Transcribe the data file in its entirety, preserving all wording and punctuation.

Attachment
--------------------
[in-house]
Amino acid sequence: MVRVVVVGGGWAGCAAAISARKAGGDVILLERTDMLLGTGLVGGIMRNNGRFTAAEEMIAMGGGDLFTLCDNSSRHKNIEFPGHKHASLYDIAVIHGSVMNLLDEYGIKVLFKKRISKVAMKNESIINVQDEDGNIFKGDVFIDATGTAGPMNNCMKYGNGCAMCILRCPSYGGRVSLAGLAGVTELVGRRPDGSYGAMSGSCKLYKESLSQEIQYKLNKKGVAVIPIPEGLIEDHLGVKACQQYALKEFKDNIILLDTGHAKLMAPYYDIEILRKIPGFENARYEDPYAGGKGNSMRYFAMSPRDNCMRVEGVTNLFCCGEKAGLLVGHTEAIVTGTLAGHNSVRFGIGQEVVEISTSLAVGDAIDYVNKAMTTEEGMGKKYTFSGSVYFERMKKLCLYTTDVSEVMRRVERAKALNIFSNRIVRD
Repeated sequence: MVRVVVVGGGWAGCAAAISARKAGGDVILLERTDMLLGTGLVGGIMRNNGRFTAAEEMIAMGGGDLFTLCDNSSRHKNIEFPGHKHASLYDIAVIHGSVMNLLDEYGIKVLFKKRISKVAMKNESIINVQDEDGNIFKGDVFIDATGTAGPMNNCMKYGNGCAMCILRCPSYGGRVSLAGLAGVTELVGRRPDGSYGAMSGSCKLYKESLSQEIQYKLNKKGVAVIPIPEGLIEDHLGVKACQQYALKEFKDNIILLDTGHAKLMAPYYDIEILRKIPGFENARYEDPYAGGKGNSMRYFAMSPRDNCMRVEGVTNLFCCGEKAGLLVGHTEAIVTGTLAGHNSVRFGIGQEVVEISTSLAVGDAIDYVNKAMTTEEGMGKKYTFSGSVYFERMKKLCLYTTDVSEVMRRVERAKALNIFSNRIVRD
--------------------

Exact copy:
[in-house]
Amino acid sequence: MVRVVVVGGGWAGCAAAISARKAGGDVILLERTDMLLGTGLVGGIMRNNGRFTAAEEMIAMGGGDLFTLCDNSSRHKNIEFPGHKHASLYDIAVIHGSVMNLLDEYGIKVLFKKRISKVAMKNESIINVQDEDGNIFKGDVFIDATGTAGPMNNCMKYGNGCAMCILRCPSYGGRVSLAGLAGVTELVGRRPDGSYGAMSGSCKLYKESLSQEIQYKLNKKGVAVIPIPEGLIEDHLGVKACQQYALKEFKDNIILLDTGHAKLMAPYYDIEILRKIPGFENARYEDPYAGGKGNSMRYFAMSPRDNCMRVEGVTNLFCCGEKAGLLVGHTEAIVTGTLAGHNSVRFGIGQEVVEISTSLAVGDAIDYVNKAMTTEEGMGKKYTFSGSVYFERMKKLCLYTTDVSEVMRRVERAKALNIFSNRIVRD
Repeated sequence: MVRVVVVGGGWAGCAAAISARKAGGDVILLERTDMLLGTGLVGGIMRNNGRFTAAEEMIAMGGGDLFTLCDNSSRHKNIEFPGHKHASLYDIAVIHGSVMNLLDEYGIKVLFKKRISKVAMKNESIINVQDEDGNIFKGDVFIDATGTAGPMNNCMKYGNGCAMCILRCPSYGGRVSLAGLAGVTELVGRRPDGSYGAMSGSCKLYKESLSQEIQYKLNKKGVAVIPIPEGLIEDHLGVKACQQYALKEFKDNIILLDTGHAKLMAPYYDIEILRKIPGFENARYEDPYAGGKGNSMRYFAMSPRDNCMRVEGVTNLFCCGEKAGLLVGHTEAIVTGTLAGHNSVRFGIGQEVVEISTSLAVGDAIDYVNKAMTTEEGMGKKYTFSGSVYFERMKKLCLYTTDVSEVMRRVERAKALNIFSNRIVRD